Police officers and deputy sheriffs are rarely firefighters, and yet in our lifesaving capacity we need some of the same skills. A mastery of the fire rescue Halligan bar is essential in today’s specialized law enforcement work.
FDNY Deputy Chief Hugh A. Halligan invented the Halligan bar in 1948, and it still bears his name. Halligan’s original bar was a single piece of drop forged 4140 steel, about 30” long, and approximately 8 ½ lbs.
A cross between the FDNY’s Kelly tool and Claw tool, the Halligan bar was lighter and much more versatile. The Halligan bar has become universal in fire rescue service and can be found on fire trucks all around the world.
Law enforcement began using the Halligan tool in SWAT operations decades ago, although, lacking a historical perspective, we have mistakenly called it a “halogen” tool or a “hooligan” tool (this name being derogatory in fire departments).
The Halligan bar’s working parts consist of a fork on one end and a pick and adz at right angles on the other end. The adz is the curved blade that is derived from a woodworking shaper.
While a 30 pound door ram can solve most police problems with an inward swinging residential or commercial door, the Halligan bar and sledgehammer are needed to work an outward opening door.
Typically, to work an outward opening door, the Halligan tool operator places the adz in the doorjamb just above or below the lock(s). The hammer operator drives the adz into the frame. At this point, the Halligan tool is rotated slightly downward to spread the door and frame and the tool is then pulled away to open the door.
This entire operation is unfortunately done right in front of the door. If not accomplished with Speed, Aggression, and Surprise, the result may be unfriendly fire toward the operators. Officer safety demands this maneuver be practiced endlessly. By everyone on the Team.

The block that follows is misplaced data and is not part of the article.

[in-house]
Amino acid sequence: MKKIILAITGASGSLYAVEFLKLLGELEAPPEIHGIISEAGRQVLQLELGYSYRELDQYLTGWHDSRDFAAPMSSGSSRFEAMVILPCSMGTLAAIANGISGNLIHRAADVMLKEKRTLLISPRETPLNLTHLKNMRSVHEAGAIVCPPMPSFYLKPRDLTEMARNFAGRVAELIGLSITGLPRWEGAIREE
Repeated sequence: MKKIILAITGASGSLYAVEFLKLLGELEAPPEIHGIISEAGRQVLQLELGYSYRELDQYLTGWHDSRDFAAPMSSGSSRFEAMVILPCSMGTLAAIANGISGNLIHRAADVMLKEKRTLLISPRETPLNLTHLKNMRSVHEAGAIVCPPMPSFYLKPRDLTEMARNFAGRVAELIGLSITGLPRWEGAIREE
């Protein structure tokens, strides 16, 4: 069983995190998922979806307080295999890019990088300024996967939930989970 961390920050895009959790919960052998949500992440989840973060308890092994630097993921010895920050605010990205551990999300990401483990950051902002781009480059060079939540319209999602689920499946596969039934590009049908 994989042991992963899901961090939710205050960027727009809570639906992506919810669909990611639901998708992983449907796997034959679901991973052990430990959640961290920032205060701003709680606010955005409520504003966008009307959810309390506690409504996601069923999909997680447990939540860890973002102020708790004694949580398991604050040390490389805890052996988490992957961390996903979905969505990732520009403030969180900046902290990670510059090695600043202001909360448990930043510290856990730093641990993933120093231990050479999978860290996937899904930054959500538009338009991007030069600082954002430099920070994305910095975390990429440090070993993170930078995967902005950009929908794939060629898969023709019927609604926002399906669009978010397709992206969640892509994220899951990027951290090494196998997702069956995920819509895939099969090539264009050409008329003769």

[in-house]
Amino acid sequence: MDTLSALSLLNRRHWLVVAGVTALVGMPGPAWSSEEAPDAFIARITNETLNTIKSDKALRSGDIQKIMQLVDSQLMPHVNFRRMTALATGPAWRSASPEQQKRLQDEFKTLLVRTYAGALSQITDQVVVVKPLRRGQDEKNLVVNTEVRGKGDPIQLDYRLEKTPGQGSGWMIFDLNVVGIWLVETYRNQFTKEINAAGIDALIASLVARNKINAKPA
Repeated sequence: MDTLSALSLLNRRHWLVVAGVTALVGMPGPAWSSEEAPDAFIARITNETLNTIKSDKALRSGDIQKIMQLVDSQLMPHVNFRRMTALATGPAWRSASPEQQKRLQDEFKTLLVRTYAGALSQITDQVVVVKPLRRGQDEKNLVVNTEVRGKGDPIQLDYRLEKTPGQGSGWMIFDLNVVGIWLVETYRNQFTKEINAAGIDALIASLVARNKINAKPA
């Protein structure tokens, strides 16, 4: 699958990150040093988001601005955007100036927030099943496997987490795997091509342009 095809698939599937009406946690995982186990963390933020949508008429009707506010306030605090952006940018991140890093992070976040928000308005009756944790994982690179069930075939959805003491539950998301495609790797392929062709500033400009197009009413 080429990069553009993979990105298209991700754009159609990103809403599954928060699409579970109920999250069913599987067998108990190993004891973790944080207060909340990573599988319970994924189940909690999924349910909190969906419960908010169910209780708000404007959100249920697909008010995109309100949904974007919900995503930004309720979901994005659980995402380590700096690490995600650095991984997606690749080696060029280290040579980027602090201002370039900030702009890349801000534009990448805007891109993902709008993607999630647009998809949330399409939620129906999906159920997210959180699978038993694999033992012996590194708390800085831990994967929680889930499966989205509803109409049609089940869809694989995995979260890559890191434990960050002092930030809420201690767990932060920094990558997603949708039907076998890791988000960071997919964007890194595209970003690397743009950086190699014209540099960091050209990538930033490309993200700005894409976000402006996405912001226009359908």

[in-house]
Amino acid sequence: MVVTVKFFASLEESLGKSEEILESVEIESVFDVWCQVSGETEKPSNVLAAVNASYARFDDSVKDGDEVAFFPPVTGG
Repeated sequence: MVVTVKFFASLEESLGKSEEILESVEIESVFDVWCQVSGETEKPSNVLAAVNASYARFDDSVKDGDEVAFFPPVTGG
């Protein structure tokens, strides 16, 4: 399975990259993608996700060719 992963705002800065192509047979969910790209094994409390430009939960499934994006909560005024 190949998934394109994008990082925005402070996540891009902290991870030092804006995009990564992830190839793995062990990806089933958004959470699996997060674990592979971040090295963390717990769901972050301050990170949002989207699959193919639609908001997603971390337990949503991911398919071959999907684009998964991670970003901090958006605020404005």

In other uses, the adz can be used to shear off door handles and deadlocks, the fork can be used for general prying, and the pick can either punch out a deadlock or lever open a padlock. The Halligan is great for a window break-and-rake.
There are more uses and nuances to this tool than I can possibly describe here. This vast versatility has led the Halligan bar design to be basically unchanged in its sixty years of carry.
We have found it invaluable to have our SWAT medics, who are certified firefighter/paramedics, perform as instructors on SWAT training days involving forcible entry. Prior to this practice, we did not fully appreciate the subtleties of using any of the entry tools or techniques.
Original Halligan Signature bars are no longer manufactured, but rumor has it that some are still in use at the FDNY. A similar bar, the K-Tool Company Pro-Bar 30, has been used by both the FDNY and NYPD for the last 30 years.
If you do not have a Halligan bar for entries, consult with your local fire department guys before you purchase one (there are differences), obtain the proper training, and perform repetitions.
Randall is a twenty-four year veteran officer of a mid-size Florida police department. He served as a SWAT team officer for over 21 years, to include 12 years as a Team Leader. He is currently the K9 Unit Sergeant and department SWAT Coordinator.